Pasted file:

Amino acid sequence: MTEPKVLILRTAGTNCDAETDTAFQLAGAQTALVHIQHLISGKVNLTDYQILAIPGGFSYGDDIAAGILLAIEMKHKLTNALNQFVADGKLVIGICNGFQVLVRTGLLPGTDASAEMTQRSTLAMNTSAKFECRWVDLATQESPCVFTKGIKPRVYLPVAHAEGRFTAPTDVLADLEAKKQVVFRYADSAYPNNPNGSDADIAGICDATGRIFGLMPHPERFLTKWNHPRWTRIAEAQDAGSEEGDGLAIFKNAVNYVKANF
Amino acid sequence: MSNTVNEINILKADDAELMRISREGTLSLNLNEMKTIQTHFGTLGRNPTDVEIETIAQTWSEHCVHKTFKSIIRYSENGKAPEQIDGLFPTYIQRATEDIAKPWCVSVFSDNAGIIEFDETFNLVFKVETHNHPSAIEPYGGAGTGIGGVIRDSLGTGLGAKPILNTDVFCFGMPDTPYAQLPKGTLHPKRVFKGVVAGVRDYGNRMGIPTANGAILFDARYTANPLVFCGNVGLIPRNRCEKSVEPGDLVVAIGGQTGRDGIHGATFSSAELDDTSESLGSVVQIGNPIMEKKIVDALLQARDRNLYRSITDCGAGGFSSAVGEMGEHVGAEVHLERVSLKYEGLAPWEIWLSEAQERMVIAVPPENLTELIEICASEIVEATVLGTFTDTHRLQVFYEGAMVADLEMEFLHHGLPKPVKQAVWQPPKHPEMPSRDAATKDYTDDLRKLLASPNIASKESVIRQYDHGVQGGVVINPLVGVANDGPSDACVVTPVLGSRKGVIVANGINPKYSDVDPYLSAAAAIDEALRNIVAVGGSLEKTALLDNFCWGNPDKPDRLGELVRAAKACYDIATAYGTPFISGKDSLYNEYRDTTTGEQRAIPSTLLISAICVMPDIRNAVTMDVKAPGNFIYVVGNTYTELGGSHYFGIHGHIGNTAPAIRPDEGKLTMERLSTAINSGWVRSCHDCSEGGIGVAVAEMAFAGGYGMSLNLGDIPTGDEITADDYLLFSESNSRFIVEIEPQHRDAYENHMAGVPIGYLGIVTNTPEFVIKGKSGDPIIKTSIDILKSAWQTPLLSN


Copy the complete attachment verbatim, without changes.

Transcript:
Amino acid sequence: MTEPKVLILRTAGTNCDAETDTAFQLAGAQTALVHIQHLISGKVNLTDYQILAIPGGFSYGDDIAAGILLAIEMKHKLTNALNQFVADGKLVIGICNGFQVLVRTGLLPGTDASAEMTQRSTLAMNTSAKFECRWVDLATQESPCVFTKGIKPRVYLPVAHAEGRFTAPTDVLADLEAKKQVVFRYADSAYPNNPNGSDADIAGICDATGRIFGLMPHPERFLTKWNHPRWTRIAEAQDAGSEEGDGLAIFKNAVNYVKANF
Amino acid sequence: MSNTVNEINILKADDAELMRISREGTLSLNLNEMKTIQTHFGTLGRNPTDVEIETIAQTWSEHCVHKTFKSIIRYSENGKAPEQIDGLFPTYIQRATEDIAKPWCVSVFSDNAGIIEFDETFNLVFKVETHNHPSAIEPYGGAGTGIGGVIRDSLGTGLGAKPILNTDVFCFGMPDTPYAQLPKGTLHPKRVFKGVVAGVRDYGNRMGIPTANGAILFDARYTANPLVFCGNVGLIPRNRCEKSVEPGDLVVAIGGQTGRDGIHGATFSSAELDDTSESLGSVVQIGNPIMEKKIVDALLQARDRNLYRSITDCGAGGFSSAVGEMGEHVGAEVHLERVSLKYEGLAPWEIWLSEAQERMVIAVPPENLTELIEICASEIVEATVLGTFTDTHRLQVFYEGAMVADLEMEFLHHGLPKPVKQAVWQPPKHPEMPSRDAATKDYTDDLRKLLASPNIASKESVIRQYDHGVQGGVVINPLVGVANDGPSDACVVTPVLGSRKGVIVANGINPKYSDVDPYLSAAAAIDEALRNIVAVGGSLEKTALLDNFCWGNPDKPDRLGELVRAAKACYDIATAYGTPFISGKDSLYNEYRDTTTGEQRAIPSTLLISAICVMPDIRNAVTMDVKAPGNFIYVVGNTYTELGGSHYFGIHGHIGNTAPAIRPDEGKLTMERLSTAINSGWVRSCHDCSEGGIGVAVAEMAFAGGYGMSLNLGDIPTGDEITADDYLLFSESNSRFIVEIEPQHRDAYENHMAGVPIGYLGIVTNTPEFVIKGKSGDPIIKTSIDILKSAWQTPLLSN